You are not alone, Gresham offers resources to those struggling

Angelica Smith, Staff Writer

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 One may walk the halls unaware of the hostility between students. Friends may even hide behind a smile, and possibly even seem like the happiest person in the world, but do you really know what happens behind closed doors?

  Precautions have been taken for students dealing with bullying and depression. There is a suicide prevention program, and lessons that include information that students need to know when dealing with bullying, also having problems with friends that need help but don’t seem to know how to get it can be helpful. This curriculum is included in sophomore health classes. There are basic goals that most schools have for example, ensuring that students feel safe and welcomed when entering school grounds, which makes for a healthy learning environment.

  “Any student who feels that they’re being bullied, we take very seriously, no matter how small,” guidance counselor Laura Blaser said.

  Every year a REAL lesson is taught that includes treating people properly with respect and acknowledging others feelings, and emphasizing the positive which helps improve the learning environment.

  “The staff are trained to recognize odd behavior, which helps them identify a struggling student,” principal Michael Schaefer said.

  When a student is being bullied they’re are able to fill out a form which includes witnesses, description of misconduct, name of alleged harasser and any evidence that could help the counselor put a stop to the situation.

  “We are required to fill out a form and legally investigate,” Schaefer said.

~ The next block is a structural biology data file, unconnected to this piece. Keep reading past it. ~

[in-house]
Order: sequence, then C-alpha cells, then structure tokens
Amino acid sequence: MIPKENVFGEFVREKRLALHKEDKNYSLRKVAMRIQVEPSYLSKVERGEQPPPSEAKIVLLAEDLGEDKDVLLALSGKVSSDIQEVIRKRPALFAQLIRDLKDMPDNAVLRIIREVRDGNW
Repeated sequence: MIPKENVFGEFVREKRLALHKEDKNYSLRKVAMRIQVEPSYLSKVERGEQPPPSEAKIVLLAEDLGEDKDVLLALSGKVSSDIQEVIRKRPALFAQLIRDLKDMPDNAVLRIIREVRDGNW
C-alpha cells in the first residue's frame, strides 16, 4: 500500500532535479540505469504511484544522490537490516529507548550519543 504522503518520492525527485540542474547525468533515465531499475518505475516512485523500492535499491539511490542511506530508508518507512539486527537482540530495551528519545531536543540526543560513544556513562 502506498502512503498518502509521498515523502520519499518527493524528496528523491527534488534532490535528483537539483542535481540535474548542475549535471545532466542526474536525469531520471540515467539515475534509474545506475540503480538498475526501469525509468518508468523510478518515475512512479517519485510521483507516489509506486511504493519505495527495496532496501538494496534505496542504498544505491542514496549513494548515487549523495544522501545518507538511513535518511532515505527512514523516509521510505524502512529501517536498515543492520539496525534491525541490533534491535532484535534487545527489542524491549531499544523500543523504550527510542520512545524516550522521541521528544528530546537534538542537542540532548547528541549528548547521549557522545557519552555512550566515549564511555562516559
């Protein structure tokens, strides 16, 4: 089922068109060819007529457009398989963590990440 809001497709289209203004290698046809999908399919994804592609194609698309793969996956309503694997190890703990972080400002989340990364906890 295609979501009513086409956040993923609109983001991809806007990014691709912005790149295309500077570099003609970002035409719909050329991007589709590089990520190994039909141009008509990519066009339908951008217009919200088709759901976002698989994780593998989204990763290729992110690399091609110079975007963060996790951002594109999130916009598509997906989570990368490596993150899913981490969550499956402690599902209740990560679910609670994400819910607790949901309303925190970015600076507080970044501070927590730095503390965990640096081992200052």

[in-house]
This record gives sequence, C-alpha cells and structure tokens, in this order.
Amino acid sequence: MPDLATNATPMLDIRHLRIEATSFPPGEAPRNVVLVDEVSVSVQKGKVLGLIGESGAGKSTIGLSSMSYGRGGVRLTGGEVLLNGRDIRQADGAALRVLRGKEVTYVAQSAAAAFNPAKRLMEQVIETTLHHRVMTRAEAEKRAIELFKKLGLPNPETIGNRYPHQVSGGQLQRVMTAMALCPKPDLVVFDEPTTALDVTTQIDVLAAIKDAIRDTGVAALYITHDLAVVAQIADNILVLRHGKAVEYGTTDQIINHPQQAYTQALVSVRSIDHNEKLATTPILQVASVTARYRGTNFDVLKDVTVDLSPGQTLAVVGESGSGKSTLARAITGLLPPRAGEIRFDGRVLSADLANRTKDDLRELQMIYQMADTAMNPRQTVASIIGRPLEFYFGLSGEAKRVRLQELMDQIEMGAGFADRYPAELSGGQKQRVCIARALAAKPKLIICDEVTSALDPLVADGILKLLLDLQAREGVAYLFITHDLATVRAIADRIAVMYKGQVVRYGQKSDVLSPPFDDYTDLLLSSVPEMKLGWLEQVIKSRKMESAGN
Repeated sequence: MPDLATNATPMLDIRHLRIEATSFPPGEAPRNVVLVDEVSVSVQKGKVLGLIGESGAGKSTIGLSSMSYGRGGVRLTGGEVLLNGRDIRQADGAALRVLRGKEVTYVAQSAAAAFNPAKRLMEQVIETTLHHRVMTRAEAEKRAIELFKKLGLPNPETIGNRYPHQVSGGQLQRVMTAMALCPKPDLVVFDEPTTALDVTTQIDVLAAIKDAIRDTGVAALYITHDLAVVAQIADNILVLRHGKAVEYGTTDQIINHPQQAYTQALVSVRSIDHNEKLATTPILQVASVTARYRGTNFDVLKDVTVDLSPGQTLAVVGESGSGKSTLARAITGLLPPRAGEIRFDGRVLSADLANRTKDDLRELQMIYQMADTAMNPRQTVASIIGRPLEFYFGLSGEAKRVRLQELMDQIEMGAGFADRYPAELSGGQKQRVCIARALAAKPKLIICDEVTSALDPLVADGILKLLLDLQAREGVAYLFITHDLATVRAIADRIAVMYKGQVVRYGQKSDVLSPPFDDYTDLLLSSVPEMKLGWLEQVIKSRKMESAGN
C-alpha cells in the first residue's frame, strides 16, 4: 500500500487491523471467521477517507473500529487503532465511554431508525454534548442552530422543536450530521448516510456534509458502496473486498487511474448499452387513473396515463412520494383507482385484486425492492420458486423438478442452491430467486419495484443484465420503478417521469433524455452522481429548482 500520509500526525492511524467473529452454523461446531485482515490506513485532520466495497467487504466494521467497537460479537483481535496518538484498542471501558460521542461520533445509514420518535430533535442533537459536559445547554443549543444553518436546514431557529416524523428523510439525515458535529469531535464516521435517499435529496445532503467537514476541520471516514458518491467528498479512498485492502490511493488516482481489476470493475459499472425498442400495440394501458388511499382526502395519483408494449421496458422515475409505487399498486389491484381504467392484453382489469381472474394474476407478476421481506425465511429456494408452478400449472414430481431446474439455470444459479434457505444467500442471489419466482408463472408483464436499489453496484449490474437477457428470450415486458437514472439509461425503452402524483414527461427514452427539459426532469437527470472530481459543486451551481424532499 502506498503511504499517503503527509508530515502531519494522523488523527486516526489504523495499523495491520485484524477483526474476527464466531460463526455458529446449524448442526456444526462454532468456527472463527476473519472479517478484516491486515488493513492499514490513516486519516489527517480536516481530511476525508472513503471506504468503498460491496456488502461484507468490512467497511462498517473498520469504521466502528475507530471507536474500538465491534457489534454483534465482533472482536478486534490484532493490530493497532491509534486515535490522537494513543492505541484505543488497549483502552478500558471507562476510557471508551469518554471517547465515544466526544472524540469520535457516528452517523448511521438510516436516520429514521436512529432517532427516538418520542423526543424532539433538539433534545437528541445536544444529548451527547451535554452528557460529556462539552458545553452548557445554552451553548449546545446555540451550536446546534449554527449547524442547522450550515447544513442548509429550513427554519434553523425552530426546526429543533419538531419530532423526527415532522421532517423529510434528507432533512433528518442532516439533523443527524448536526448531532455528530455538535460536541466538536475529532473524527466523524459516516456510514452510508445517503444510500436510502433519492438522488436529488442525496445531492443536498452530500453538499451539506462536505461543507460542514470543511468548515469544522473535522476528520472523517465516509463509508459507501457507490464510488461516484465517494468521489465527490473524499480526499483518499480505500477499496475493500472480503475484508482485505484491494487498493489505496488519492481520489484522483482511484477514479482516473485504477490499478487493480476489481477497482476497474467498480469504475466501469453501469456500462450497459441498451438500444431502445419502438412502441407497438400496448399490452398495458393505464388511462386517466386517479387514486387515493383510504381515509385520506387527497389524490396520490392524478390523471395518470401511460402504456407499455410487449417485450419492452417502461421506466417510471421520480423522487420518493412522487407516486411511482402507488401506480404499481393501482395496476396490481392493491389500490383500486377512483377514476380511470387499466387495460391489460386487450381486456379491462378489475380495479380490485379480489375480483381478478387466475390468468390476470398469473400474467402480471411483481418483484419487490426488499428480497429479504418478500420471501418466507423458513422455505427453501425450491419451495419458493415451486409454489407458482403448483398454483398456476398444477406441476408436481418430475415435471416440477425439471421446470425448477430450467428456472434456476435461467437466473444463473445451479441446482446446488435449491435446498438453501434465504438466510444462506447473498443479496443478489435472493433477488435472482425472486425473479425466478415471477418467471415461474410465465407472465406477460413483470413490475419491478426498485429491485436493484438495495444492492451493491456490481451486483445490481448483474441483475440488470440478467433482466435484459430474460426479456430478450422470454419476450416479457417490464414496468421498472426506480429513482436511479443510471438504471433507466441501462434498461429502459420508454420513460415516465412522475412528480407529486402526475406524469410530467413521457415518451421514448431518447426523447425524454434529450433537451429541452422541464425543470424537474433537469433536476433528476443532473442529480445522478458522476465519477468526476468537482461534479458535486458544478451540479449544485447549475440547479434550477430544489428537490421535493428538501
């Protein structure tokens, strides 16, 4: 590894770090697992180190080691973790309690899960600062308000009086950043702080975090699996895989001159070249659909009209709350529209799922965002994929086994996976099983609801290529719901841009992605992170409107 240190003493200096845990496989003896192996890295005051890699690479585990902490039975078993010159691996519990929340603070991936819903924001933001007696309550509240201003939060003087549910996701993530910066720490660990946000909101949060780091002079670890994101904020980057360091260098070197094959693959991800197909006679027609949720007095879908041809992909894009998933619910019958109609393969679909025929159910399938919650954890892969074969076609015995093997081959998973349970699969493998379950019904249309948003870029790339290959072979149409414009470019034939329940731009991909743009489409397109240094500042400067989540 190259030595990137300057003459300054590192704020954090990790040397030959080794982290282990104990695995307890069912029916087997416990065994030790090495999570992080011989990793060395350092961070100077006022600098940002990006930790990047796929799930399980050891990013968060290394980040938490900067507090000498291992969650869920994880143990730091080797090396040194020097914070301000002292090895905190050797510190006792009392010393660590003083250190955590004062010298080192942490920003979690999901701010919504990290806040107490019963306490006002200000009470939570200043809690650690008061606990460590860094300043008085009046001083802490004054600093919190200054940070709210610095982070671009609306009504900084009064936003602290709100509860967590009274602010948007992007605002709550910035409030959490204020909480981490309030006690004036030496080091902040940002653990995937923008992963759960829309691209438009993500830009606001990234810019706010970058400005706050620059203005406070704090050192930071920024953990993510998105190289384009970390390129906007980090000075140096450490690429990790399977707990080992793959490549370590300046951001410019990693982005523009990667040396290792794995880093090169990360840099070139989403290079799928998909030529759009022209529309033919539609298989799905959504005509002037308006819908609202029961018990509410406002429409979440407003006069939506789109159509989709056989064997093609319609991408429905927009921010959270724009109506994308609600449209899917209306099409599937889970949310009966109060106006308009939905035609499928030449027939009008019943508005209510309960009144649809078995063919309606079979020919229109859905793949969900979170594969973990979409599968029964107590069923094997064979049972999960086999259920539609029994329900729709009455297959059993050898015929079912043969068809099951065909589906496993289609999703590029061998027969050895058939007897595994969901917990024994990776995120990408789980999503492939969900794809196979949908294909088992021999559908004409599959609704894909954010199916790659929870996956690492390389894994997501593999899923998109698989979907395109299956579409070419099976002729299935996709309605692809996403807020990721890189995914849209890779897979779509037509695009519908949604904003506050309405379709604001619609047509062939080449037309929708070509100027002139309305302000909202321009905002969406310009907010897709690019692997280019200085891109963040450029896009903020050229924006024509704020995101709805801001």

Gresham is completely anti-bullying, which means that no harassment is tolerated.

  “We empower students to stand up to bullies,history teacher Jay Lehr said.

  The staff encourages students to feel free to talk to counselors if students express any major concerns about incidents that they may be having trouble with, counselors are their to resolve the problem and also console.

  “Even the smallest issue that is reported we take with seriousness. We check cameras and talk to eyewitnesses,” Blaser said.

  The main purpose of school is to provide students with education and a safe environment to receive that education. Students may not be completely aware of the resources they could use when dealing with depression that may have been caused by bullying or any other issues that occurred.

  “I’m not sure if they are or aren’t (aware), but they’re (as students) kind of woven into the standard response system.” Lehr said.

  Within the whole district, schools are very clear about protocols and how to help students when depressed or suicidal.

  “Approach it with care and kindness, we work with the families to provide additional resources, hotlines, and referrals to counseling,” Blaser said.

  Students may not recognize the teachers keeping watch during lunch and passing times, but they are making sure students are getting where they need to be, while also being aware of any sort of harassment that may be occurring at these times.

  “Teachers at the front lines, administrators, and security investigate bullying when they’ve noticed any kind of odd behavior between students.” Lehr said.

As a school we need to be aware of those around us and think before we act because actions speak louder than words.